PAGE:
California economic disaster: Newsom’s wage increase sparks economic meltdown, thousands went jobless

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In a short span of time, California transitioned from being the country’s economic leader to facing a massive budget deficit, necessitating significant spending cuts in the coming years, which is expected to significantly impact economic growth. The influx of illegal immigrants at the southern border, house insurance issues, wage hikes, and inappropriate spending in the last couple of years created a financial crisis that now affects every Californian one way or another.

Drop in population

According to a recent report, rent prices in some areas of the Golden State are decreasing. While this comes as a relief to many people, having in mind that California historically has one of the highest house prices, it’s a warning sign that the state is headed in the wrong direction. This declining rent price trend is not attributed to supply issues but to population loss. According to Zumper, a rental online platform, rent prices are going down in places with lower demand for housing, the same areas that experienced up to a 4% decrease in population from 2020 to 2023. The report claims that the job market in some California cities hasn’t bounced back from the losses during the COVID-19 pandemic. The situation is getting worse.

Fast-food chains have laid-off around 10,000 workers in recent months

In California, fast food businesses are eliminating jobs to reduce expenses following a rise in the state’s minimum wage to $20 per hour. A report from a state trade organization notes that close to 10,000 jobs at various chains, ranging from Pizza Hut to Burger King, have been lost since the new wage law began on April 1. Additionally, some restaurants are closing down, such as the popular Rubio’s Coastal Grill, which recently declared Chapter 11 bankruptcy and shut down 48 of its locations across the state.

Experts blame Gov. Newsom

The California Business and Industrial Alliance (CABIA) criticized Governor Gavin Newsom for his role in implementing a new law, which has led to businesses across the state increasing their prices. To illustrate the effect of this legislation, CABIA placed an advertisement in the Thursday edition of USA Today. The tongue-in-cheek advert, titled ‘In Memoriam: Victims of Newsom’s minimum wage’, highlighted the issues faced by smaller brands including Rubio’s, and fast-food giants including Pizza Hut, Burger King, Subway and McDonald’s.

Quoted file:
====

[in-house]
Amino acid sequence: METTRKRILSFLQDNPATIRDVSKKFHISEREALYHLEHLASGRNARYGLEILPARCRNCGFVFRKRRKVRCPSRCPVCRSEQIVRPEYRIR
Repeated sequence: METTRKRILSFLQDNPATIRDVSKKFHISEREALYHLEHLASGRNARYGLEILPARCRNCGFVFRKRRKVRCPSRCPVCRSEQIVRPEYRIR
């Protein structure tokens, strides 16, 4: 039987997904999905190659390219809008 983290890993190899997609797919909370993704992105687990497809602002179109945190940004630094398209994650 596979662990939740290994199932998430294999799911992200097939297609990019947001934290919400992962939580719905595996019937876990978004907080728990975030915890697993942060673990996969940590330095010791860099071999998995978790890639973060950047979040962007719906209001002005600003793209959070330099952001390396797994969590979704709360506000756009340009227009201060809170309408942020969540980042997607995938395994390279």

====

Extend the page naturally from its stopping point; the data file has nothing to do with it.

The advertisement also showcased news segments that discussed adjustments companies have made due to the higher wages. These adjustments include price hikes, job cuts to minimize labor costs, and, in some cases, the closure of business locations.

In California, fast food businesses are eliminating jobs to reduce expenses following a rise in the state's minimum wage to $20 per hour.
Credit: Unsplash Premium

Letting go workers

Prior to the enactment of the new legislation earlier this year, fast food outlets like Pizza Hut and Round Table preemptively laid off over a thousand delivery employees in anticipation of the financial impact. The law, which Governor Newsom signed in September of the previous year, raises the minimum wage for fast-food workers to $20 an hour at chains that operate more than 60 locations in the US.

The difference with the federal minimum wage

The new $20 minimum wage for certain businesses in California is 25 percent higher than the state’s standard minimum wage of $16 an hour, which was implemented in January. Nationally, the federal minimum wage has remained unchanged at $7.25 an hour for decades. Rather than federal adjustments, wage increases are typically contested and enacted at the state level.

“California businesses have been under total attack and total assault for years,” CABIA president and founder Tom Manzo told Fox Business. “It’s just another law that puts businesses in further jeopardy. You can only raise prices so much added. And you’re seeing it. People are not going to pay $20 for a Big Mac. It’s not going to happen,” he added.

In California, fast food businesses are eliminating jobs to reduce expenses following a rise in the state's minimum wage to $20 per hour.
Credit: Unsplash Premium

Businesses are adopting, but workers won’t return

Leading US fast-food chains such as Burger King, Shake Shack, and Yum! Brands (which includes Taco Bell, KFC, Pizza Hut, and Habit Burger Grill) are increasingly incorporating digital order kiosks to boost efficiency and profits. A recent Business Insider report notes that Burger King is planning a significant expansion of kiosks after a successful pilot, with an aim for a fully digital ordering system. Shake Shack has installed kiosks in almost all of its US locations, where kiosk orders have doubled annually and now represent the majority of in-store transactions.

Yum! Brands is also stepping up its use of kiosks, with KFC expecting to implement them in most of its international locations outside China by 2026. Kiosks help cut labor costs, increase order precision, and encourage higher spending by suggesting add-ons and customizations. The pandemic has sped up the shift towards digital ordering, positioning kiosks as essential for modernizing fast-food operations and improving customer service.

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